At the end of a 10-week course, you'll have written about 20 pages. These days, you don't need lecture notes for online courses, because (a) there are no lectures, (b) the notes are already on the web site, (c) books are relatively cheap, and (d) because you are doing an online course, you must also have access to the entire Web. You, the learner. IEEE websites place cookies on your device to give you the best user experience. This is one of many possibilities, but it will give you some idea of the types of question that you can usefully ask yourself. Ideas for action, based on this session... What I most liked about this session was... What I most disliked about this session was... Miscellaneous interesting facts I learned in this session... simply a summary of the course material. A record of everything you read in this subject area, while you're doing the course, with a sentence or two on the main points an article was making and how useful you found it.
So instead of lecture notes, we use reflective journals. A log is a record of events, but a journal is a record of your reflections and thoughts. At the end of the course (when you're not going to start any new pages), copy each page heading from the contents page onto a little scrap of paper, and sort the scraps into alphabetical order. You can store the pages in a loose-leaf binder, as a permanent record of your learning progress. This includes the formal sessions, the related reading and any other preparation, such as work in groups. What did I read for this session (apart from the notes)? By telling yourself what you've learned, you can track the progress you've made.
Depending on your preference, a reflective journal could take any of these forms: Whichever form you first write the journal in, you'll need to submit each weekly section by email - see our instructions for submitting assignments. If you keep the finished journal, you can read through it later, to remind you of what you learned in the course.
More about reflective journals There's an excellent book, Learning Journals , by Jenny A Moon (Kogan Page, London, 1999), but there's no need to read it unless you're really interested in the concept. Your reflections on this course, and how well it is meeting your needs. A pad with very small pages - about the size of a shirt pocket or mobile phone. Some people prefer to write at a computer keyboard, while others prefer to write by hand. The act of writing the notes, and deciding what to write, was a major factor in students' learning. What did I previously think was true, but now know to be wrong? Log in, Free discussion group for those involved in training. The best solution is to offer a range of methods to individuals, give them an exercise with each format, work with each and play with each – then leave it to the individual learning to either adopt one of the templates given or develop their own. Lots of little computer files. Make sure you are logged in to your Google account. If you find it easier to write directly at a keyboard, print out each page of the journal as you finish it. What have I changed my mind about, as a result of this session? Write them down without looking at the course notes - then compare them with those notes, to make sure you remembered the points accurately. You also begin to notice the gaps in your knowledge and skills. There's an excellent book, Learning Journals, by Jenny A Moon (Kogan Page, London, 1999), but there's no need to read it unless you're really interested in the concept. Excellent software for this includes. One big computer file, normally created with a word processing program such as MS Word, and lots of subheadings. Points that you found specially interesting in your reading, and would like to follow up in more detail. By using our websites, you agree to the placement of these cookies. Then you can create an index, and put it on the last page of the notebook. Are your learning journals outstanding and relevant? What have I changed my mind about, as a result of this session? These items can include: This Part 2 stuff can be messy, because there's no fixed order to it. Therefore, students had to attend lectures and write notes while they listened. What did we not cover that I expected we should? Answer only the questions that apply - but think carefully about whether each question applies or not. Log in. This will last for years, and will be a reference book for you, long after you finish the course. What were three main things I learned from this session? You can keep a learning journal for any course that you undertake, or even for your daily work. Which sources did you learn most from? Part 2 This part will be more useful after you've finished the course. What do I need to do to overcome these uncertainties. As an international, multi-disciplinary, peer-refereed journal, Learning and Instruction provides a platform for the publication of the most advanced scientific research in the areas of learning, development, instruction and teaching. What did I read for this session (apart from the notes)? You may also want to include private thoughts in your journal - something that you don't want the instructor to see, but might be useful for you later. There's an old saying "you don't know what you know till you've written it down" - and several research studies have found this to be true. Even if you prefer to read from a computer screen, we suggest that you keep a printed copy as well. After all, you're meant to be learning about the subject you're studying, not how to overcome software problems. What did we not cover that I expected we should? Special terms used in this subject (build yourself a glossary). Learning journal … If you use outlining, hyperlinking, highlighting new topics in different colours, and/or sorting paragraphs into alphabetical order, it's easier to find an entry later. Four ways to reduce the messiness are: One suggestion: if you decide to keep your reflective journal on a computer, try out the software first on a small scale. If you need to refer to your journal in a few years' time, the chances are that the computer file will no longer be readable - perhaps because the software is superseded, or the disk crashes, or the many other problems that occur with computer files over time. It's a mixture of all sorts of thoughts you have about the course that don't fit into any specific session. Most of those notes simply recorded the contents of the lecture. (Did you know the material already?) Questions that came up in your mind, because of points made in material you read on this topic. If you don't feel confident using it, or find it too restrictive, it's best to write your journal by hand. Entries in a reflective journal can include: Each time you submit your reflective journal, think back over everything you've done since the last time. The purpose of a reflective journal is that you should be the main one to benefit from it. You will get good marks by showing that you've been reading widely, and raising issues that flow from that reading, and making it clear that you have been thinking a lot about these issues. Use a pad with very small pages, and write each note on a separate page. However, think about how much more powerful and sustainable the learning would be if these episodes were joined together into a transformational learning journey. Students from other institutions (including the Open University) are also welcome to use these ideas, though the conditions for marking and submission may be different. Your email address will not be published. Journal of Workplace Learning - Volume 9 Issue 1 to Volume 32 Issue 7. Because learning is such an individual thing, the marks for the learning journal will not vary much: mostly between 6 and 8 out of 10. What was the most interesting thing I read for this session (mark it above with an asterisk) - why was that? ☞ Student Learning Journal Template. Feel free to modify this two-part format to suit your needs. And what grabbed my attention? If no template is yet available for this journal, please follow the format of the sample references and citations as shown in this Guide. Part 1 A page (or two) for each session, completed by you in order of the sessions. Two reasons: (a) to encourage you to get around to writing it, and (b) so the instructor can see any problems you're having, and help solve them.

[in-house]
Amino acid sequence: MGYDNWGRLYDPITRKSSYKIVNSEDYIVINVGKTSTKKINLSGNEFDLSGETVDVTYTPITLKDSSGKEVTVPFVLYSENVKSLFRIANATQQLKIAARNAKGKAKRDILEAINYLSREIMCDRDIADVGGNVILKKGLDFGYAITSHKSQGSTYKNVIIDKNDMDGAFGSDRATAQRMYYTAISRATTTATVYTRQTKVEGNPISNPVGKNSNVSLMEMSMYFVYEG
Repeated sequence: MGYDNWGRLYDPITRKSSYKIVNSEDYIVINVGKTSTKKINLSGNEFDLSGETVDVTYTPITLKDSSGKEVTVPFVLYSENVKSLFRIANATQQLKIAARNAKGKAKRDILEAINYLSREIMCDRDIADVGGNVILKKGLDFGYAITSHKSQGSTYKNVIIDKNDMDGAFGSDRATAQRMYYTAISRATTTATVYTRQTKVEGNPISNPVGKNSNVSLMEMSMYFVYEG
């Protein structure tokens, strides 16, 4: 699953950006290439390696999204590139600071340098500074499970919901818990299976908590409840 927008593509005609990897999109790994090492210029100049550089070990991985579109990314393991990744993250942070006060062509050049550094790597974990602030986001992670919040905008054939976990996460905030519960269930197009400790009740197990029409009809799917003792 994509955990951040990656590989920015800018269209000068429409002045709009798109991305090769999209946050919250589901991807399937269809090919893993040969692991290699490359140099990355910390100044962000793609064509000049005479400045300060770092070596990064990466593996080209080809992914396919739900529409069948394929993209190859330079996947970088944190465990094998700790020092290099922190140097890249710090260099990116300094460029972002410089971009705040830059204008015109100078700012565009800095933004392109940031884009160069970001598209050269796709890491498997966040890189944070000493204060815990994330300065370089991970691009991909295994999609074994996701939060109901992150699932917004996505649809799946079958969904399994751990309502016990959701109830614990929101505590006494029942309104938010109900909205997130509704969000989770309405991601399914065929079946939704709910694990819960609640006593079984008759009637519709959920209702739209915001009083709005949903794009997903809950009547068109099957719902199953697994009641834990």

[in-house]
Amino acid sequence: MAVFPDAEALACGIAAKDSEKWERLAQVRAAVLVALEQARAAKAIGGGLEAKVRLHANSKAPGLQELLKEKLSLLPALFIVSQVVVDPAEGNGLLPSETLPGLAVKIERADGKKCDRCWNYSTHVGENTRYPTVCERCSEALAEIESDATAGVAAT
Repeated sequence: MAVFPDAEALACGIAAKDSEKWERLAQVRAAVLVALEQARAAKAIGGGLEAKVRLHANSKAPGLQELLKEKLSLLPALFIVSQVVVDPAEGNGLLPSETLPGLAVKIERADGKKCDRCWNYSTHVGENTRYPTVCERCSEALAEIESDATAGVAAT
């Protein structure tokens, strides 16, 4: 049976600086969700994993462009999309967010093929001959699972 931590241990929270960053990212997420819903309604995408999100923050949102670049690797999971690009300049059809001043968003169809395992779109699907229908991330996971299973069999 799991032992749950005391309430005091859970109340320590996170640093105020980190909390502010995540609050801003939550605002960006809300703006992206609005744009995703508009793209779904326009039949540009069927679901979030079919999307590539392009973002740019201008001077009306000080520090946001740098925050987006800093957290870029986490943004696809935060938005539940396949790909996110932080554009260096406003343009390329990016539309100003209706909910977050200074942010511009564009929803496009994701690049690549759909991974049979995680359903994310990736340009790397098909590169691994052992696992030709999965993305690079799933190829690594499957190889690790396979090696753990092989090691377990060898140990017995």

Make sure you are logged in to your Google account. We offer free training for the most competitive skills of modern times. Think "What were the three main points that were new to me, in the material I read today?" Complete this information after each time you do some work on the course. Number the pages (if they're not already numbered), and at the start the notebook create a contents page as you go. Later, you can tear the pages out of the pad and sort them so that similar notes go together - e.g. Learning journals vary greatly from setting to setting and commonly many learning journals are now completed through online apps and websites. This will put the spreadsheet into your Google Drive.Once it’s there, you can use it over and over! So why are you given a mark for it? What were three main things I learned from this session? A hundred years ago, distance education didn't exist, and textbooks were very expensive to buy. a learning log. All that copying isn't a waste of time: it will help you recall the course material. Feel free to use varied forms of writing: quotations, tables, diagrams, and pictures (either sketched by you, or found elsewhere). After you finish the course, you'll probably forget most of the details, but you may need to use that knowledge again, perhaps years afterwards. As a rough guide,we expect a learning journal to have about 2 pages for each weekly module, and about the same for your summary at the end of the course. One thing I learned in this session that I may be able to use in future is... Issues that interested me a lot, and that I would like to study in more detail. You can keep a learning journal for any course that you undertake, or even for your daily work. On the Web, see www.maslibraries.org/infolit/samplers/spring/doub.html. If you make notes whenever you think of something, the only extra time it will take for the journal is to type it out - maybe an hour a week. How your learning in this course is related to what you're learning in other ways. The main books and other writings on this subject, for possible later reference. After an online class (immediately after it, if possible) it's a good idea to reinforce your learning by trying to remember the main things you learned. As there is no clear set way of completing a learning journal it can sometimes be difficult to judge what should be included; whether there is too much or too little, photos or no photos? Click the link above and make a copy of the template. Learning Journal is a MOOC portal. Later, you can transcribe the relevant notes in to a hard-bound notebook, in which you write clearly by hand. Which did you learn least from, and why was that? Use a notebook, starting every new topic on a new page. You can keep a learning journal for any course that you undertake, or even for your daily work.